I am going to start off this review with the admission that I am not much of a “metalcore” fan. Very few of the “core” bands really appeal to me. I find their music to be far too simplistic, repetitive and too similar to all the other core bands – very few of them really stand out. I occasionally will listen to a metalcore band, but tend to limit my consumption to Lamb of God, Sevendust, or some limited selections from Trivium. That’s about it, because they seem to bring something slightly different to the genre. I volunteered to review Demon Hunter’s True Defiance with hopes it would be something different.
I was let down. The music is usually very simplistic and lacks some creativity, particularly in the construct of the songs. This is not to say there were no redeeming values of the music on True Defiance. I liked the speedy parts of Crucifix. I also enjoyed a couple of the nicely executed guitar solos (Resistance in particular), but they weren’t nearly enough of them. The riffing mostly left me indifferent, lots of breakdowns, and I really wanted some of the songs to end quickly. The drumming was fast and solid, but again, lacked much creativity. The clean singing was not as strong as I like, actually kind of weak in places. Admittedly the lyrical content is different from most bands, having an overtly Christian theme. That is certainly different and sort of refreshing. The cover art is also cool, but I am not going to sit and look at it – it’s the music that truly counts.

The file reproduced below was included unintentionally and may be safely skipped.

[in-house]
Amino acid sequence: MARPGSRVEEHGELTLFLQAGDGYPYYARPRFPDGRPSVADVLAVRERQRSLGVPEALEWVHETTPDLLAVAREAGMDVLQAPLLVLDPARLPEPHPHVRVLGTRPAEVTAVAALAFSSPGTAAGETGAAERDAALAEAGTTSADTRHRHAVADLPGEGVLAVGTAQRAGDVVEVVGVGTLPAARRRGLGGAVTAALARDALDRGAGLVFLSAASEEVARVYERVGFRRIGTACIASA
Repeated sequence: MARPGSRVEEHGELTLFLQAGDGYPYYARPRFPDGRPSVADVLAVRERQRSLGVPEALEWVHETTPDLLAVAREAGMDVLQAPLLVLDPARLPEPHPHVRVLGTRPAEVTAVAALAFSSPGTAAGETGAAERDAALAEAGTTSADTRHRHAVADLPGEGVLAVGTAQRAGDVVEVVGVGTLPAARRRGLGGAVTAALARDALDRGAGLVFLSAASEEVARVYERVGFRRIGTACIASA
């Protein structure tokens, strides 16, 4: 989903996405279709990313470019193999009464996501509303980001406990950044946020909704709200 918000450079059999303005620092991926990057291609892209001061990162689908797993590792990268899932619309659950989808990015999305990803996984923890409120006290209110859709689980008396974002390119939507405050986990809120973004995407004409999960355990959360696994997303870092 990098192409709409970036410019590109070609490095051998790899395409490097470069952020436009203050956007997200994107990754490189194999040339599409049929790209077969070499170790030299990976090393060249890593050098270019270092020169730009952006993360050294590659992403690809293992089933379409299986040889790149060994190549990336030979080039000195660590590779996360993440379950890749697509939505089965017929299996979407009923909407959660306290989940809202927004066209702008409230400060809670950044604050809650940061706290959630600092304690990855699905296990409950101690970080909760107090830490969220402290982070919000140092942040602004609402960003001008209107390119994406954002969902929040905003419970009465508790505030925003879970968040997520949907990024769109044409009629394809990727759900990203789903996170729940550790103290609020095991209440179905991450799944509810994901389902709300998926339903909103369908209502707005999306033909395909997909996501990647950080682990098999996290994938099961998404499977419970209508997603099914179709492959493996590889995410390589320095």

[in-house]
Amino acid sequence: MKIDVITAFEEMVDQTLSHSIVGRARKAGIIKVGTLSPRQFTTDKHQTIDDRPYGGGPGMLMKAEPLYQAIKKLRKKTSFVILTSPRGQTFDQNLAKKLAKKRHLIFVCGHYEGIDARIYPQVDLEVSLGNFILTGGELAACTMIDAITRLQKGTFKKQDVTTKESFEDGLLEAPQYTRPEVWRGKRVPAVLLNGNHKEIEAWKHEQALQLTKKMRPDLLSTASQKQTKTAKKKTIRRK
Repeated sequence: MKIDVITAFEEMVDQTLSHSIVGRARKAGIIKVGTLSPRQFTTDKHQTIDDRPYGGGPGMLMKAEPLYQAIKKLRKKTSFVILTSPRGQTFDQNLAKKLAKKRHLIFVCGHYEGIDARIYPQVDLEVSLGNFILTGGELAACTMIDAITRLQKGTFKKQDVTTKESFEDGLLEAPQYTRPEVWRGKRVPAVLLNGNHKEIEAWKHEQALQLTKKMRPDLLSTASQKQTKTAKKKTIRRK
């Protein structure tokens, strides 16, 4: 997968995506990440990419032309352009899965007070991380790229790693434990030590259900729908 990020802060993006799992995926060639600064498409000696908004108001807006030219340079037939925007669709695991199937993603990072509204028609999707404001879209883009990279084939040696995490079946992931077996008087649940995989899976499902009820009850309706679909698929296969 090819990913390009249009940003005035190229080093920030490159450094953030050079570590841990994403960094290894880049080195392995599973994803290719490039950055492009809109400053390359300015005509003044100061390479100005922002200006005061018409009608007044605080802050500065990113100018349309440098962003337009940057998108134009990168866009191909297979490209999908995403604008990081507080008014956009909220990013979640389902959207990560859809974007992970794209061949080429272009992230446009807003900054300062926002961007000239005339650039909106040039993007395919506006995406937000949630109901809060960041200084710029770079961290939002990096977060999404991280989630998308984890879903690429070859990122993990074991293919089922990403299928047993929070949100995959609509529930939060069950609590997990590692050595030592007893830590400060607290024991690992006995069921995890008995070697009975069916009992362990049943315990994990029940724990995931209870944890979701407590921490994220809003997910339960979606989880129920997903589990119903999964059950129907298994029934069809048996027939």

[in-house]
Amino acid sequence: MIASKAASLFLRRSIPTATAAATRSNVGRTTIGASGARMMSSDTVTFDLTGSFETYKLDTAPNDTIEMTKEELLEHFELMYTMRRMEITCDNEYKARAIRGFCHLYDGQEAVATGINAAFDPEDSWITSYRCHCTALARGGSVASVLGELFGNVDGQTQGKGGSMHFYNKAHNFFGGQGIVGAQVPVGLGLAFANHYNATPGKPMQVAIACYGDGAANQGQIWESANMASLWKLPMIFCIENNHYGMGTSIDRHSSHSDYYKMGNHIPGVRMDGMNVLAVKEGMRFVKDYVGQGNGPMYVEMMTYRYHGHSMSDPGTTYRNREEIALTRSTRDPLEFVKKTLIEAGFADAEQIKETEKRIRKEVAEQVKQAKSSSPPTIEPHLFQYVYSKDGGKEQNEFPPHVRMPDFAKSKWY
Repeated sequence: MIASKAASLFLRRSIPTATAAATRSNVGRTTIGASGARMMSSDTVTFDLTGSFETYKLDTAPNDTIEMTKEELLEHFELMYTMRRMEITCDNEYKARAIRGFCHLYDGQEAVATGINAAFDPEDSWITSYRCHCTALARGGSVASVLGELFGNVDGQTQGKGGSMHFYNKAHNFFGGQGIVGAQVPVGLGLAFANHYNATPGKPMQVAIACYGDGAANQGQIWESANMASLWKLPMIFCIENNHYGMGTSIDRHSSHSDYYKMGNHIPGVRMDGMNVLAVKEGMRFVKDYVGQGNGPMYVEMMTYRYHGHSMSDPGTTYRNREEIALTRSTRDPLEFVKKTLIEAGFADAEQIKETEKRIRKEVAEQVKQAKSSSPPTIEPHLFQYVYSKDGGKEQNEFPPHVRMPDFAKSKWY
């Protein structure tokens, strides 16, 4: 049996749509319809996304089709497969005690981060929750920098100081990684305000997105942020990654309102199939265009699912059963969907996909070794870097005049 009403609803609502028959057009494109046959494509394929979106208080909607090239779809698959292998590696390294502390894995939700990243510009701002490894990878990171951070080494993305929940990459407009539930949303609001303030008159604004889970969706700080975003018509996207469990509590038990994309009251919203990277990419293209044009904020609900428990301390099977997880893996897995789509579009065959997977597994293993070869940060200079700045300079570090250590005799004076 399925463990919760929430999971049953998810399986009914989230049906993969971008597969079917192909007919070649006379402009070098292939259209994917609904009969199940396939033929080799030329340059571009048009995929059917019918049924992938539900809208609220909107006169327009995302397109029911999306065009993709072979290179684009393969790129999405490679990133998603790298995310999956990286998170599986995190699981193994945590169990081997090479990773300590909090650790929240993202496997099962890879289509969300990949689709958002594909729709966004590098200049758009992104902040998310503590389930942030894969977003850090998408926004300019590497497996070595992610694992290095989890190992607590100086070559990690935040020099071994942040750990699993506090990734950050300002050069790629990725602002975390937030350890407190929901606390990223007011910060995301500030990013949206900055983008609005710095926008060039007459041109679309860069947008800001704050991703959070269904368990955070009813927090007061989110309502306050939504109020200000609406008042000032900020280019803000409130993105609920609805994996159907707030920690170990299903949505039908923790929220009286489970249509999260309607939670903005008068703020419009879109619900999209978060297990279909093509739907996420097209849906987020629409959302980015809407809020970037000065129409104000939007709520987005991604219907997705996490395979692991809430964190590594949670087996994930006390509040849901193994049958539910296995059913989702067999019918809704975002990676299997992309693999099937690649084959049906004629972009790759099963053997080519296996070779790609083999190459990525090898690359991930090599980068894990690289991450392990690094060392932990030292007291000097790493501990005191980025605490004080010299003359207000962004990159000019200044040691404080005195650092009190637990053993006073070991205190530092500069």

Where Demon Hunter truly lost me was what sounds like the use of a voice modulator in the second verse of the song Tomorrow Never Comes (an otherwise decent ballad) – something that would be used on a rap album or some kind of pop song, I suppose. That should NEVER be used on a metal album. NEVER. I was a bit shocked and really disappointed that they did that. With a name like Demon Hunter, I pretty much expected all out aggression – not that tripe. There are really no memorable tracks, hooks, melodies, or choruses to be found on True Defiance. The best song was probably Someone to Hate, but it isn’t one I am going to be listening to much at all in the future.
I keep trying to find some of the more “modern” bands that I like, but their sameness just gets old after a while…a short while. As a consumer of a wide variety of metal, Demon Hunter did nothing but confirm my antipathy for the metalcore genre by not bringing anything new to the table and sounding like a thousand other bands out there. There may be fans of Demon Hunter who think this is Album of the Year, but not in my book. True Defiance didn’t seem to defy much of anything in the conventional metalcore world.
For my Christian metal, I will take these guys:
I hear the sound in a METAL way.